Our Work

At the heart of the Center’s mission to create a just society is a desire to build healthy communities across Mississippi.

By engaging elected officials, faith-based leaders, media, community activists, educators, childcare providers, healthcare professionals and other advocacy partners, the Mississippi Center for Justice provides the legal perspective to policy initiatives that improve the lives of Mississippians.

With offices in Jackson, Biloxi and Indianola, the Center seeks systemic solutions that promote educational opportunity, protect the rights of consumers, secure access to healthcare, ensure equity in disaster recovery and put affordable housing within the reach of all Mississippians. Please visit the individual areas of work to learn more.

Access to Healthcare

Access to affordable, quality healthcare is critical to a state’s overall health, education and economic status. Better health outcomes are directly related to insurance coverage that prevents developmental problems in children, increases workforce productivity, reduces use of emergency room services and decreases the cost of publicly-funded programs.

Currently, approximately 500,000 Mississippians are without health insurance coverage, and approximately 100,000 of them are children. Poor health in childhood leads to poor health later in life.

In coalition with other advocates, Mississippi Center for Justice is working to remove barriers that prevent Mississippians and their children from getting the vital care they need to lead healthy and productive lives. The Center is working to ensure that Mississippi fully implement the Affordable Care Act and fight against the discriminatory practices that make it harder for people living with HIV/AIDS to obtain affordable housing, maintain employment and protect their right to privacy. The Center is also working to bridge the gap in access to healthcare for communities of color who suffer from high rates of death from treatable diseases like diabetes.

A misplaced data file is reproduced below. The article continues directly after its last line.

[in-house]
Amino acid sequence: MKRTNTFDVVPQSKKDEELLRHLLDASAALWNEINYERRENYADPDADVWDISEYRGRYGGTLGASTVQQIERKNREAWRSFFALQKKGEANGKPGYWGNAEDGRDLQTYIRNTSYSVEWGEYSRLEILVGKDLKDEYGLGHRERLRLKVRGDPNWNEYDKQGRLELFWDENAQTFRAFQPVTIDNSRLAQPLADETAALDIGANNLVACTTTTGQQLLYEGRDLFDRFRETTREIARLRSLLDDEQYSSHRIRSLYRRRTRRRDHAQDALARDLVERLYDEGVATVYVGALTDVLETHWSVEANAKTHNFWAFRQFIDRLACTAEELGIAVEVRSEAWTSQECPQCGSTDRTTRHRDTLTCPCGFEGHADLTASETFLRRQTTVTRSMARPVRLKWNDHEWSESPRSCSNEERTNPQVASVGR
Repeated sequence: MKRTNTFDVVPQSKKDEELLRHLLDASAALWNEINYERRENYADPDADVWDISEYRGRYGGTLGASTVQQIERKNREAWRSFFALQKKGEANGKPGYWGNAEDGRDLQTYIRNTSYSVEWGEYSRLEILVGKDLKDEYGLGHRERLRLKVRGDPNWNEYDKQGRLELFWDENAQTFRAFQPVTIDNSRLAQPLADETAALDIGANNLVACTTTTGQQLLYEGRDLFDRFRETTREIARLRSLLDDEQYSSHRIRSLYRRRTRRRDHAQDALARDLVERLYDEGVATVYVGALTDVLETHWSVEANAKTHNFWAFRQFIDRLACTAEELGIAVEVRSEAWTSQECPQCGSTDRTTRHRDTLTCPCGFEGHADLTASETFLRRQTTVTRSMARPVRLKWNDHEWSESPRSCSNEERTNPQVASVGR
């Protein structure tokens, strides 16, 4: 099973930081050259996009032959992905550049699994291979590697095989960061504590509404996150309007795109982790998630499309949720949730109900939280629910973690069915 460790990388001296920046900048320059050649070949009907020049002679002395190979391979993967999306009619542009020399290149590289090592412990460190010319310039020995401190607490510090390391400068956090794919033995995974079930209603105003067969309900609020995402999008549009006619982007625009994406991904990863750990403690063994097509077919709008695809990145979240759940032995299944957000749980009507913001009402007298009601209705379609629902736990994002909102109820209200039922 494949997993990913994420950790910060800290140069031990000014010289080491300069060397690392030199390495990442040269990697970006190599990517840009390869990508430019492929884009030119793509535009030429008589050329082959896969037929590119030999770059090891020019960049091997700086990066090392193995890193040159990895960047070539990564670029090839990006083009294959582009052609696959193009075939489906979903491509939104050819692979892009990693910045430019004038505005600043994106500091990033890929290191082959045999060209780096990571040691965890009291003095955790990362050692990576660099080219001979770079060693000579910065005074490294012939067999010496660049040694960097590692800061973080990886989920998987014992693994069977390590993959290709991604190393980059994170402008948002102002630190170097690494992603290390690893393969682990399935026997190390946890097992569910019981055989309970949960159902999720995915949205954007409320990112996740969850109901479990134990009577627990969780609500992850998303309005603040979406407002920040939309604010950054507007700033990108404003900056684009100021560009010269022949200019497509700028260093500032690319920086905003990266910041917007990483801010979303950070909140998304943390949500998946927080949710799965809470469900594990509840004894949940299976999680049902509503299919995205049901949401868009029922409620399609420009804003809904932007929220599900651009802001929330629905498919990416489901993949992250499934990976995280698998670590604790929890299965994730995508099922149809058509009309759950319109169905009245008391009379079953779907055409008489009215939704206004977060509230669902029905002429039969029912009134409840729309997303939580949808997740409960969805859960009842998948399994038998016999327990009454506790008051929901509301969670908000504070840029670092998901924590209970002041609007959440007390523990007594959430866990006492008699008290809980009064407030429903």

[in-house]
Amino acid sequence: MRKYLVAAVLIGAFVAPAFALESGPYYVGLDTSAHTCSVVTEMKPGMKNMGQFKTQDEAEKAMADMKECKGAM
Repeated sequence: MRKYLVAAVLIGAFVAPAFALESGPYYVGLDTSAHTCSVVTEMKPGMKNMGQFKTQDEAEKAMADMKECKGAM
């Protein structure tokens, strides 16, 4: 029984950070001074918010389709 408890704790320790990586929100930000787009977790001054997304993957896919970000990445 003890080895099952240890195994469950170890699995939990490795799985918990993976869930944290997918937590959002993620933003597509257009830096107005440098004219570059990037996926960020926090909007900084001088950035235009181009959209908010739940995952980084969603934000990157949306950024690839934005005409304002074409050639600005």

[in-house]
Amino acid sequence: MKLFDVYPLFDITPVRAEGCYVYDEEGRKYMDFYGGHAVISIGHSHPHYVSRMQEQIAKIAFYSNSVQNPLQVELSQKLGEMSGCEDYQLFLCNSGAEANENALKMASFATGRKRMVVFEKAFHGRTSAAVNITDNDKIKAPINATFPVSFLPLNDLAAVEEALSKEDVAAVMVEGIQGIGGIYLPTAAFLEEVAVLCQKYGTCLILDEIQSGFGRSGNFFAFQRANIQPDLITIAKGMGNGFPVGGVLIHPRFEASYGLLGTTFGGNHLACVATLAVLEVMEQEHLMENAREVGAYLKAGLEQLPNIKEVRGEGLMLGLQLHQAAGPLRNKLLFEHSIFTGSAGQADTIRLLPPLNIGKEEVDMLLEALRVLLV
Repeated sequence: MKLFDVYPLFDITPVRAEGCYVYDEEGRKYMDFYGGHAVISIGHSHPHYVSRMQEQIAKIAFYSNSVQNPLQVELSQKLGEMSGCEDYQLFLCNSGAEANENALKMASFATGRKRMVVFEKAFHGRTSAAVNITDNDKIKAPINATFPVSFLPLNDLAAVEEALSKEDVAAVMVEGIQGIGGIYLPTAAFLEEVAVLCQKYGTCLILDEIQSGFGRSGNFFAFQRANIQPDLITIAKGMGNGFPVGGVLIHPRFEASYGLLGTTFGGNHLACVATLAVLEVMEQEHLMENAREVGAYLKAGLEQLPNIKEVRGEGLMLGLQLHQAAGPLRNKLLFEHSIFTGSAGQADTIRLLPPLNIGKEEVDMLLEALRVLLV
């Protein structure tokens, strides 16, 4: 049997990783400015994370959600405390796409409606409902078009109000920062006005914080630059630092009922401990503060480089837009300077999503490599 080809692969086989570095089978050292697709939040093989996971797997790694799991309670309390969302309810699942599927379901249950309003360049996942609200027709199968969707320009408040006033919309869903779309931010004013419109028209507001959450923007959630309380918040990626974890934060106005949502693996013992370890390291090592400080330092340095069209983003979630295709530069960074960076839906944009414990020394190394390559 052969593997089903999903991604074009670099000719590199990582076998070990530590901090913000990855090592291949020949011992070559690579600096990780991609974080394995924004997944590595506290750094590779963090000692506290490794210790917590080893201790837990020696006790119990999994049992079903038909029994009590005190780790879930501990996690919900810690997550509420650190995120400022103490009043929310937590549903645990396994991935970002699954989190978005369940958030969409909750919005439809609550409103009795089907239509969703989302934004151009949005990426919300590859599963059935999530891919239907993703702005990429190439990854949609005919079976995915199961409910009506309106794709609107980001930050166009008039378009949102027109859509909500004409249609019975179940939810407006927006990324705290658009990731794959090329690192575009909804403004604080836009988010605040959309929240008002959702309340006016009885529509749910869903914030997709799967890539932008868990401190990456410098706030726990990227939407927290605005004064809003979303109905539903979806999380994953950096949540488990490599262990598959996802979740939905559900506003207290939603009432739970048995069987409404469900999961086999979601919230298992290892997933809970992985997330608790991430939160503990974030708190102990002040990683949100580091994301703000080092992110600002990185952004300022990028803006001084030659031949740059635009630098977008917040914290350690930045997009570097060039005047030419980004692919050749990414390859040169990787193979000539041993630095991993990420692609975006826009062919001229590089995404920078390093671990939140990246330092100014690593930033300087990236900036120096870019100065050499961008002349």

Consumer Protection

Mississippi’s legacy of poverty is prevalent throughout the state, particularly in communities of color. Predatory lenders – including payday lenders, check cashers, title loans companies, and others – find an environment ripe for preying on the working families and the elderly who find it financially difficult to pay for basic necessities. The impact of predatory lending is compounded by a policy environment that offers few consumer protections. Repeatedly, the fabric of low-income communities of color are torn apart because, while they own fewer homes in Mississippi, theirs are twice as likely to be foreclosed due to disparities of income and the lack of an inclusive financial infrastructure that allows for fair and competitive loan products.

Educational attainment does help change this landscape. Mississippians with college degrees are less likely to experience financial hardship than Mississippians who only have a high school diploma. However, there has also been a spike in problematic student loan debt stemming from expensive for profit colleges in Mississippi. In Mississippi, the fees associated with being poor adversely affect single mothers and communities of color, keeping them entrenched in a cycle of debt that has a negative effect on their children’s education, health and overall wellbeing. The need for reform has never been greater.